Clock drawing is sensitive to executive control: A comparison of six methods

Donald R. Royall, Amy R. Mulroy, Laura K. Chiodo, Marsha J. Polk

Research output: Contribution to journalArticlepeer-review

135 Scopus citations


We examined six clock-drawing task (CDT) scoring systems relative to the Executive Interview (EXIT25, a measure of Executive Control Function [ECF]) and the Mini-Mental State Exam (MMSE). Subjects included n = 33 National Institute of Neurological, Communicative Disorders, and Stroke 'probable' Alzheimer's disease (AD) eases and n = 52 independent living controls. AD cases and controls differed on the EXIT25, MMSE, and all CDTs. All CDTs were significantly correlated with the EXIT25 (ranging from r = .56 to r = .78). These associations generally persisted after adjusting for Age, Education, and MMSE scores. In backwards stepwise linear multivariate regression models, only CLOX: An Executive Clock-Drawing Task scores contribute significantly to EXIT25 scores (R2 = .68) and MMSE scores (R2 = .72). Clock drawing draws upon both executive and general cognitive resources. CLOX explains incrementally more variance in ECF than other CDTs.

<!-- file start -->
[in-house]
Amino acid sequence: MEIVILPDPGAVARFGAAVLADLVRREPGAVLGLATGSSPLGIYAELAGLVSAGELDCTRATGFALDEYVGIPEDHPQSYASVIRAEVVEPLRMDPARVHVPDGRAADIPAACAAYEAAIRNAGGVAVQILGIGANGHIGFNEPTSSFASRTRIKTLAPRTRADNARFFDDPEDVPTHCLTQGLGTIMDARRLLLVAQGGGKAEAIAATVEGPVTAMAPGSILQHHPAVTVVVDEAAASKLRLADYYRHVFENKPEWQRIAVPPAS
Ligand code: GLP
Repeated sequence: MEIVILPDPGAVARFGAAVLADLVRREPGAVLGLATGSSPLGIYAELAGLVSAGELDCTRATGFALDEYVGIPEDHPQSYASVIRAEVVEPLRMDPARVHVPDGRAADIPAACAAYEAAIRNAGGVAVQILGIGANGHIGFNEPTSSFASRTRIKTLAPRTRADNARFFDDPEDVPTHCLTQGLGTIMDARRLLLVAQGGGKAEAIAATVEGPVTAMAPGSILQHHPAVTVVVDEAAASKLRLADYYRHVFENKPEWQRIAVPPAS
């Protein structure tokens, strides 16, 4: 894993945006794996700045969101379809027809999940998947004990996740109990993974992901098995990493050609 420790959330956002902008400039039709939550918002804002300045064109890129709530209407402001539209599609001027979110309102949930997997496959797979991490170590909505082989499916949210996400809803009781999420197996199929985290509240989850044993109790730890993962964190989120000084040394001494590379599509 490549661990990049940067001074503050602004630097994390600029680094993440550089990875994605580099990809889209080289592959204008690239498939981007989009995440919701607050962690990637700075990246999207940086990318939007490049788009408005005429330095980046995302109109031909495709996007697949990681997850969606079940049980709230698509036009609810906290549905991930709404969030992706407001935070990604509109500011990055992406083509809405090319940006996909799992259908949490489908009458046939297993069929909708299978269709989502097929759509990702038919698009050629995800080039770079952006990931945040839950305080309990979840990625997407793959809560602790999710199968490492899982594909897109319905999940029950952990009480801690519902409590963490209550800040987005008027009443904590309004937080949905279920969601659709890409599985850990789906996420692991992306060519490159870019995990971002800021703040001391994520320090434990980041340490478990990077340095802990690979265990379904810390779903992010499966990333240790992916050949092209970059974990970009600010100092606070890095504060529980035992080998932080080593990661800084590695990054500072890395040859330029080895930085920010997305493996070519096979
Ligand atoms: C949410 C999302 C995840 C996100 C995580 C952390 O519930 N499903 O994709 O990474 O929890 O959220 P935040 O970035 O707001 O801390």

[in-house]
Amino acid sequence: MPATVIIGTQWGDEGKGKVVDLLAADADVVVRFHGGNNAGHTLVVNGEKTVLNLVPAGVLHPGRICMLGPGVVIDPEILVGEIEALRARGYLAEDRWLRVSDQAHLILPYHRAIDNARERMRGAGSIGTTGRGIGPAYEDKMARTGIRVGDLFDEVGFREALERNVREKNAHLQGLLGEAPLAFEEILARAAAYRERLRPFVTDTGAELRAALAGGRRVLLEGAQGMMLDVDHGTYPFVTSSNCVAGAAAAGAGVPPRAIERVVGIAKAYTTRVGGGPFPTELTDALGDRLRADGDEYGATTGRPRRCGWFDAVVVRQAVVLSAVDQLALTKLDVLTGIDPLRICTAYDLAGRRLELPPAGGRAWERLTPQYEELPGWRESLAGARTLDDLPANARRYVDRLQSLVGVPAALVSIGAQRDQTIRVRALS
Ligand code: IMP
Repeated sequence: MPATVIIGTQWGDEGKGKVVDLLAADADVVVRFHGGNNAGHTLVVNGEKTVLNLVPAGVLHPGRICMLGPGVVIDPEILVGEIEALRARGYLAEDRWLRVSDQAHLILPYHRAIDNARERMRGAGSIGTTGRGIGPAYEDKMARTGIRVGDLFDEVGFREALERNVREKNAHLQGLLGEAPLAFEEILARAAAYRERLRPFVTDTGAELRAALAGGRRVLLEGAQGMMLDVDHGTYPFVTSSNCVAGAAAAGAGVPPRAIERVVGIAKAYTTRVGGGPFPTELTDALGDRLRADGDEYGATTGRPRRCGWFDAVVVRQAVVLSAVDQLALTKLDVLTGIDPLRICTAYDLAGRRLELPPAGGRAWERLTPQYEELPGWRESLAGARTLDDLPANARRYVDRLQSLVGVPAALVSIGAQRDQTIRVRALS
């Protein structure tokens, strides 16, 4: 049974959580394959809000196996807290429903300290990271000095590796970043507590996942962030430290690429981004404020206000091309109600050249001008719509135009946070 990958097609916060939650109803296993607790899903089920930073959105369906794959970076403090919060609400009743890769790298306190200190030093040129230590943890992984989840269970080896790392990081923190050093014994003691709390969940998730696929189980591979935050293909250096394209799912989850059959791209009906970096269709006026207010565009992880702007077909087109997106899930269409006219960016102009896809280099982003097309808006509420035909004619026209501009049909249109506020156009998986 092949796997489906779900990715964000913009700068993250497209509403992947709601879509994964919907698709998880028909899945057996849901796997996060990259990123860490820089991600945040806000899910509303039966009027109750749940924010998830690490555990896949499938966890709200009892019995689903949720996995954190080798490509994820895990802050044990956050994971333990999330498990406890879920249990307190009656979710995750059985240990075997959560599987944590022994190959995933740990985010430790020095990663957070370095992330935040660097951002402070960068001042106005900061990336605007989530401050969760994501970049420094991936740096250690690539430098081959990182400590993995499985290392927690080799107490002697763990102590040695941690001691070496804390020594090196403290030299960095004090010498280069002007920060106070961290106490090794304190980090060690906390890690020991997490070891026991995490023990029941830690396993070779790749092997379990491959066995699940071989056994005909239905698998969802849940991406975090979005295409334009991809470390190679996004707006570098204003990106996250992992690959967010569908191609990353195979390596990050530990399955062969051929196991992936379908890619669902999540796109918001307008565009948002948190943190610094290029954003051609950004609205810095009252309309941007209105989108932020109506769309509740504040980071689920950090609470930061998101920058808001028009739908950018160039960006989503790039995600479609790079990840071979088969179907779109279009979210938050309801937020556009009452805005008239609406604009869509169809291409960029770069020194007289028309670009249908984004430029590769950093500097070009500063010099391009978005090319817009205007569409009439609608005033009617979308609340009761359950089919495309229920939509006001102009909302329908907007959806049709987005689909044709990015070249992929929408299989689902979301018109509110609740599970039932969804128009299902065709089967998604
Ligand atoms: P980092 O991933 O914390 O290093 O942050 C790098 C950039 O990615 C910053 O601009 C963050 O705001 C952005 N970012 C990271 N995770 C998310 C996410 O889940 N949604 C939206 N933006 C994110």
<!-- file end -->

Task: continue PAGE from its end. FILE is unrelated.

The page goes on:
Original languageEnglish (US)
Pages (from-to)P328-P333
JournalJournals of Gerontology - Series B Psychological Sciences and Social Sciences
Issue number5
StatePublished - Sep 1999

ASJC Scopus subject areas

  • Health(social science)
  • Sociology and Political Science
  • Life-span and Life-course Studies


Dive into the research topics of 'Clock drawing is sensitive to executive control: A comparison of six methods'. Together they form a unique fingerprint.

Cite this